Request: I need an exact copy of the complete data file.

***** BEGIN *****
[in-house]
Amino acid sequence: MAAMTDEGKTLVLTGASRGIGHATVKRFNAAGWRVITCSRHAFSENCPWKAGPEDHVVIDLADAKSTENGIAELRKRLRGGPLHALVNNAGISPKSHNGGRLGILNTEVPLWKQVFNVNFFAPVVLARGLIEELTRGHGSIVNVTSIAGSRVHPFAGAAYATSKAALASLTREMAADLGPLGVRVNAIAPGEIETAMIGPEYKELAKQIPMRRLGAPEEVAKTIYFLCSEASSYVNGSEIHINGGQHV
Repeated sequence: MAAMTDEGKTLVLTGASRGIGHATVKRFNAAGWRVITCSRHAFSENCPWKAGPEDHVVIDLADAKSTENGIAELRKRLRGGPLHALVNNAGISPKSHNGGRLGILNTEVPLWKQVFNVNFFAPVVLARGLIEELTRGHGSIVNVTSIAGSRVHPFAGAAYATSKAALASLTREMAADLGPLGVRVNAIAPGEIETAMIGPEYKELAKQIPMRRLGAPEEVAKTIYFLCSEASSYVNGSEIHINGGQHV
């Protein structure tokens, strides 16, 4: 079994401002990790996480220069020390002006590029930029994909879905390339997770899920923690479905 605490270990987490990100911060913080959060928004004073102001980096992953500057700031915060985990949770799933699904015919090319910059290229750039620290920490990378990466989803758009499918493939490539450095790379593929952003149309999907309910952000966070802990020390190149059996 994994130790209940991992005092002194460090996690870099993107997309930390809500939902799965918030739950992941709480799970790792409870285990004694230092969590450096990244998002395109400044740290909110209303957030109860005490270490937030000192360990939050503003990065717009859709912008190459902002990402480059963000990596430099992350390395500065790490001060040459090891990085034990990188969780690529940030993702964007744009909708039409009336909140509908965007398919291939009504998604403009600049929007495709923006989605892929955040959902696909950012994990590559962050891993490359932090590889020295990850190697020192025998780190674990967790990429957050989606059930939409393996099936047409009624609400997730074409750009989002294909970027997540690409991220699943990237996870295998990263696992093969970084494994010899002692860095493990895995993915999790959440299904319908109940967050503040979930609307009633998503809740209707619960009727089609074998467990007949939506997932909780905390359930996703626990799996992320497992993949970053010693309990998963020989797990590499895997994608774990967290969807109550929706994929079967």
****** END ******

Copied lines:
[in-house]
Amino acid sequence: MAAMTDEGKTLVLTGASRGIGHATVKRFNAAGWRVITCSRHAFSENCPWKAGPEDHVVIDLADAKSTENGIAELRKRLRGGPLHALVNNAGISPKSHNGGRLGILNTEVPLWKQVFNVNFFAPVVLARGLIEELTRGHGSIVNVTSIAGSRVHPFAGAAYATSKAALASLTREMAADLGPLGVRVNAIAPGEIETAMIGPEYKELAKQIPMRRLGAPEEVAKTIYFLCSEASSYVNGSEIHINGGQHV
Repeated sequence: MAAMTDEGKTLVLTGASRGIGHATVKRFNAAGWRVITCSRHAFSENCPWKAGPEDHVVIDLADAKSTENGIAELRKRLRGGPLHALVNNAGISPKSHNGGRLGILNTEVPLWKQVFNVNFFAPVVLARGLIEELTRGHGSIVNVTSIAGSRVHPFAGAAYATSKAALASLTREMAADLGPLGVRVNAIAPGEIETAMIGPEYKELAKQIPMRRLGAPEEVAKTIYFLCSEASSYVNGSEIHINGGQHV
């Protein structure tokens, strides 16, 4: 079994401002990790996480220069020390002006590029930029994909879905390339997770899920923690479905 605490270990987490990100911060913080959060928004004073102001980096992953500057700031915060985990949770799933699904015919090319910059290229750039620290920490990378990466989803758009499918493939490539450095790379593929952003149309999907309910952000966070802990020390190149059996 994994130790209940991992005092002194460090996690870099993107997309930390809500939902799965918030739950992941709480799970790792409870285990004694230092969590450096990244998002395109400044740290909110209303957030109860005490270490937030000192360990939050503003990065717009859709912008190459902002990402480059963000990596430099992350390395500065790490001060040459090891990085034990990188969780690529940030993702964007744009909708039409009336909140509908965007398919291939009504998604403009600049929007495709923006989605892929955040959902696909950012994990590559962050891993490359932090590889020295990850190697020192025998780190674990967790990429957050989606059930939409393996099936047409009624609400997730074409750009989002294909970027997540690409991220699943990237996870295998990263696992093969970084494994010899002692860095493990895995993915999790959440299904319908109940967050503040979930609307009633998503809740209707619960009727089609074998467990007949939506997932909780905390359930996703626990799996992320497992993949970053010693309990998963020989797990590499895997994608774990967290969807109550929706994929079967």